Wednesday, July 20, 2016

So You've Lost the Spark? BUILD IT A NEST

Now, more than ever as writers, we all have to show up.

I know it's harder than ever to focus on the words that need to get down on the page in the middle of Facebook arguments with distant family members, and violence on autoplay on our Twitter feeds. But right now and more than ever, the world needs your voice.

Don't put it off. Don't sit back and wait, hoping the muse will find you.

Go out and get it. Sit down and make it come to you. Build a nest on your head, if that's what it takes.

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A while ago I tweeted some trivial things into the empty vastness of Twitter and one of them was, What do you do when writing stops being sexy?

I was burned out. I'm ghostwriting blog copy during the day and tearing open my fiction projects at night. It's just writing, writing, writing from the time I wake up until the time I let myself slide back into bed.

I'm with my writing all day, every day. And eventually, like any long-term relationship, the magic starts to wear out.

I don't mean to say that magic doesn't still happen. It absolutely does for me. I get lost in new stories, new characters, new landscapes. I get whisked away by a new world. I lose myself in it and come up hours later, confused about where I was, how I got there, or what time it is now.

What I do mean is that it won't always be that way.

Magic doesn't happen every single time I sit down to write. There are deadlines to meet and word count quotas to fill, and sometimes it just has to get done, muse or not. Genius or not.

Do you read Dear Abby?

"Relationships are work," she's always telling readers. Sure, love is a rollercoaster ride at first. We fall down the elevator shaft the first time. It's falling and flying all at once. It's blowing the hair out of your face like you're on a book cover.

After a while, you return to level. The wind dies down.

Of course, Abby tries to phrase it a bit nicer than the word "work." "Learn how to give and take," she'll say, or "listen, then talk." Or: "Find things to like."

But the moral of the story is pretty clear: even our most worthwhile long-term relationships eventually stop being all magic, all the time. It takes time and concerted effort to keep it alive, and nourish the spark simmering inside.

--

So back to the nest on your head.

Fill it with some soft sticks. Layer on some leaves, and a bit of moss, too, just to really entice that genius to land its cute little butt there.

1. Have a space.

Like having a roaming pet cat, a place where the genius knows where to find you is a really good way to make sure it comes when you call it.

You don't always have to use this place to do your writing, but at the very least, it's a good idea to have made a connection with it as your "writing place" for when you do find yourself in the rut.

And why not put a big beacon on your head, as it were?

2. Wear writing stuff. Bring your writing mug. Put on that writing music.

Build around yourself the things that make your writing easier. Whatever your brain has started to associate with WRITE MODE, that's what I want you to surround yourself with. These are the soft leaves and fluffy mosses in your cute little genius nest.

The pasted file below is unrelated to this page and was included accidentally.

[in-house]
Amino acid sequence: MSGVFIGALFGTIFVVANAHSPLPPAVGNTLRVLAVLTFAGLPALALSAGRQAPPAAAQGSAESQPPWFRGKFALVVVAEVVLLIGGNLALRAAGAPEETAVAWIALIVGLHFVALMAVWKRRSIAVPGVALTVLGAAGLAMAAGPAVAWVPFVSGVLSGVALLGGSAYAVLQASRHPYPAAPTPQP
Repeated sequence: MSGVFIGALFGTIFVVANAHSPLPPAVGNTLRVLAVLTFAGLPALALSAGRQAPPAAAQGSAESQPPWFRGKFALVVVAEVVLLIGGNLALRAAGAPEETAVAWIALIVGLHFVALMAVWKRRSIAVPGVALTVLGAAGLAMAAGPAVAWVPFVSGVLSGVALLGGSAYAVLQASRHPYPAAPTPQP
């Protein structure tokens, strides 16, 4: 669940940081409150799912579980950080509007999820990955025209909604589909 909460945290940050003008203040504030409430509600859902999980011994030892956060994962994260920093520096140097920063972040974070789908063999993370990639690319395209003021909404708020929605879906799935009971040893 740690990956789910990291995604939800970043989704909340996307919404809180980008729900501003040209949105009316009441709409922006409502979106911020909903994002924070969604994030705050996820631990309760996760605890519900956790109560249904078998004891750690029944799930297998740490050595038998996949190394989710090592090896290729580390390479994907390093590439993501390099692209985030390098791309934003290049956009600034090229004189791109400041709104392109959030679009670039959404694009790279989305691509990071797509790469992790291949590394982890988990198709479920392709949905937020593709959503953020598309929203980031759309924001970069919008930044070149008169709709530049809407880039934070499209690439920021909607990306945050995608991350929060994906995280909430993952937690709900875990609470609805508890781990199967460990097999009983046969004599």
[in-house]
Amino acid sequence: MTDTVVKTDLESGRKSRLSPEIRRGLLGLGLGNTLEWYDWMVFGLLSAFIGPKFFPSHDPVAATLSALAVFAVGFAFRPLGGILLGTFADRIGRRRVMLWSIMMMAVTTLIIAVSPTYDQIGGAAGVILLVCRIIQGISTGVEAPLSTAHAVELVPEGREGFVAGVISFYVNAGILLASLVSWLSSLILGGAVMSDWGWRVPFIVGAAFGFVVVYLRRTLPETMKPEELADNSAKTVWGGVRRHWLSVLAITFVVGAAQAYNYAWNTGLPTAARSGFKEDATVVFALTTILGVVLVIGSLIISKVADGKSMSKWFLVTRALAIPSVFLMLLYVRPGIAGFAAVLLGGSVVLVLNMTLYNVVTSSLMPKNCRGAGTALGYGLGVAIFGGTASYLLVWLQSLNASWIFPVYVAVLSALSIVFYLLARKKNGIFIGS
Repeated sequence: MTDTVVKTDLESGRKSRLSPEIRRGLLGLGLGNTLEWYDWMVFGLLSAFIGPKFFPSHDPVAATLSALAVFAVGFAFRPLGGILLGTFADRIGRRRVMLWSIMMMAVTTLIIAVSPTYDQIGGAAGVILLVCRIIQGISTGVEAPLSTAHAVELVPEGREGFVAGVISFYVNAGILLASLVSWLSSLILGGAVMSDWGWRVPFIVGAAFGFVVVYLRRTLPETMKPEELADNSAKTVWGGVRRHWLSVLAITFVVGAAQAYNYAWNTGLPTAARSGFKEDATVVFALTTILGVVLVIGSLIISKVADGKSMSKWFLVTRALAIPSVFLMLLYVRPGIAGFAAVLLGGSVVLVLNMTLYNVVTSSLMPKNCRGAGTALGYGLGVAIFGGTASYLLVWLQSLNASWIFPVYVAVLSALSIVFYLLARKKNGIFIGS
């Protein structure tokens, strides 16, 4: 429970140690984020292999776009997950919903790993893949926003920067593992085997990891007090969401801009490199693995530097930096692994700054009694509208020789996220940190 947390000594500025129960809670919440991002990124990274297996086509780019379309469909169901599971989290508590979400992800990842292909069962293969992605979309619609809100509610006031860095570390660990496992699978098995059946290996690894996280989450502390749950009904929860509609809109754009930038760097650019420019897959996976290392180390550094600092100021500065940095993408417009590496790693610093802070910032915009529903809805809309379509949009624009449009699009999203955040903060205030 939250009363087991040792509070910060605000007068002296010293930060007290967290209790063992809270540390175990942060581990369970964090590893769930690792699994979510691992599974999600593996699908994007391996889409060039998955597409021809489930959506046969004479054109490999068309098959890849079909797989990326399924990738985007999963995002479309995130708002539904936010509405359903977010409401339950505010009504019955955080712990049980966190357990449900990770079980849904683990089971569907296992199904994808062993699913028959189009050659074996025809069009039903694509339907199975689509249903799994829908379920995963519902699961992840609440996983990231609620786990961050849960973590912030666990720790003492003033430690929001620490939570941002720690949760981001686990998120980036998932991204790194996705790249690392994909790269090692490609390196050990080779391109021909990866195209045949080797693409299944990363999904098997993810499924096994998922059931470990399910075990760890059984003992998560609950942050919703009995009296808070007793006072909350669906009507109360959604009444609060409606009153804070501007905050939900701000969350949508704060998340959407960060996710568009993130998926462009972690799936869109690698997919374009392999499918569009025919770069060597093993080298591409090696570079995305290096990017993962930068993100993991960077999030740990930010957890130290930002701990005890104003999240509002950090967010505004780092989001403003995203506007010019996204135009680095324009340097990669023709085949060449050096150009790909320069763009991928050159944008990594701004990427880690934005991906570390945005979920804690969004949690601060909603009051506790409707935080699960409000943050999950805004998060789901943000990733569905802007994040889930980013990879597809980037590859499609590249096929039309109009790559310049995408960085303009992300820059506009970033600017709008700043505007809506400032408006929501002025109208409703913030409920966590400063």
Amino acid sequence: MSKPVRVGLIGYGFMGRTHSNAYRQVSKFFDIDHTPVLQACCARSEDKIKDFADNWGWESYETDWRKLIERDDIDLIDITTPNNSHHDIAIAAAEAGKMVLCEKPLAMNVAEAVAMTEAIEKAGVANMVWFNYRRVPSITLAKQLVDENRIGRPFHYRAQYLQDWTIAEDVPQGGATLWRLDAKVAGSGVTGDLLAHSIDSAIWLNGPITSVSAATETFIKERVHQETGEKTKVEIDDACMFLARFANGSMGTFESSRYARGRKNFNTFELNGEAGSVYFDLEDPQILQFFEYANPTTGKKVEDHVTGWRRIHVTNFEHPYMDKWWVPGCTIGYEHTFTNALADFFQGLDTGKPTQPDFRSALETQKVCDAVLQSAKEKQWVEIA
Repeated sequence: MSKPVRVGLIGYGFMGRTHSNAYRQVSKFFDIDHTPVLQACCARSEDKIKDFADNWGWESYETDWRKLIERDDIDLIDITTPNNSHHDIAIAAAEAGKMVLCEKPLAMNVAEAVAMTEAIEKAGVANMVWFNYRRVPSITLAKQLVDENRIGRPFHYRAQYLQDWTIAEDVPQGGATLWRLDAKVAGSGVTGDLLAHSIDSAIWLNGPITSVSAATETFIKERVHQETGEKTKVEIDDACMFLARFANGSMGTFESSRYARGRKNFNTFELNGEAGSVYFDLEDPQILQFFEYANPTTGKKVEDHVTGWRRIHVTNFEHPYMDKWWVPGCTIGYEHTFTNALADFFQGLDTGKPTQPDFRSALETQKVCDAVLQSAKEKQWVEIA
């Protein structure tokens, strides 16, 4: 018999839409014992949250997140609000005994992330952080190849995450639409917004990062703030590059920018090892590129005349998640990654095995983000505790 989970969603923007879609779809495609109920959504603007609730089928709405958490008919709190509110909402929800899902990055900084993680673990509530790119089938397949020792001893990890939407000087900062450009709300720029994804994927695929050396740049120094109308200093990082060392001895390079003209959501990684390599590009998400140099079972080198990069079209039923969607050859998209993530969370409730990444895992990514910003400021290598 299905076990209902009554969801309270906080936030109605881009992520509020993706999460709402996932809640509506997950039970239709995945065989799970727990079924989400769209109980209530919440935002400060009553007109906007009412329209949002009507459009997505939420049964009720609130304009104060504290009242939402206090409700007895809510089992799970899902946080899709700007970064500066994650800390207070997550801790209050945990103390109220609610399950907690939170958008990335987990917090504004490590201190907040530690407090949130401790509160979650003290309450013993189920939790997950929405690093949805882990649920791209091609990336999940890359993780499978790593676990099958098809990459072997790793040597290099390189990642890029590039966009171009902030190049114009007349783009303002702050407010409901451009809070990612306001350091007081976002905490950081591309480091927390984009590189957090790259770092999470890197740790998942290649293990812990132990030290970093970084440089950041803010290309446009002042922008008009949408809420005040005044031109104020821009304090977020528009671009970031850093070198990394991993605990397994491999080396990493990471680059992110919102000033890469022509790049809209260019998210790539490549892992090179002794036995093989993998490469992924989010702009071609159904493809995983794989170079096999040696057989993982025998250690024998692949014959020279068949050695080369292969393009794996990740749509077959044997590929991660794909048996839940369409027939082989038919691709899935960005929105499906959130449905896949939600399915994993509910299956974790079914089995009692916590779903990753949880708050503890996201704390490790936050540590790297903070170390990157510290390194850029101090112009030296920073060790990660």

Nice and cozy. There you go. That's great. Now blow a tad on that spark, just a gentle foosh if you don't mind, and watch your spark grow up into a quaint little fire.

3. Get there. Show up.

Without your behind in a chair and your fingers somewhere near a keyboard, how can you possibly get any writing done?

I know. It's not always easy to stay in the chair when it seems like nothing magical is happening. I've become accustomed to this way of life:

"What about the first five chapters, when I felt so fiery about this? Where is that version of me now? Is she gone forever :((("

Hey, chill, it's okay. She's probably lounging on the couch stuffing her face with chips. Look, that's not my bag to judge. But you have to give up on her, because she's not coming back right now. Maybe not even until the end of this manuscript.

That's okay. It will still get done. You'll still have a great time.

Because the writing isn't happening on the couch, it's happening here. It's your fingers on the keyboard typing out whatever silly drivel happens to pop into your head. It's making sure that nest is all pretty and prepared for when someone does decide to show up and fill you with divine intervention, or genius, or inspiration, whatever you want to call it. Whatever makes you feel better about the fact that it isn't divine intervention.

It's you.

4. Stop being so tough on yourself.

I like you and I want you to stop being so harsh.

Not every word is perfect, and gosh damn darn it, they don't have to be. That genius is never gonna land in that nice little nest we built if it feels intimidated by you—if it feels judged before it can even speak.

Remember: nourish. Coax that little spark out of there, don't crush it. Make your nest a safe place for the genius to hang out, and it will keep coming back to you.

5. Work.

It's not always magic. It's not always thrill and pounding hearts, because damn, that would be tiring.

It's diligence. It's patience. It's coming to work every day and doing the thing you set out to do.

And, shoot. It's also eventually finishing it.

1 comment:

  1. Absolutely awesome post! I'm preparing to head back into major revisions, and this was such a great perspective on that process, and how to get through when it starts to feel like drudgery instead of a dream job.

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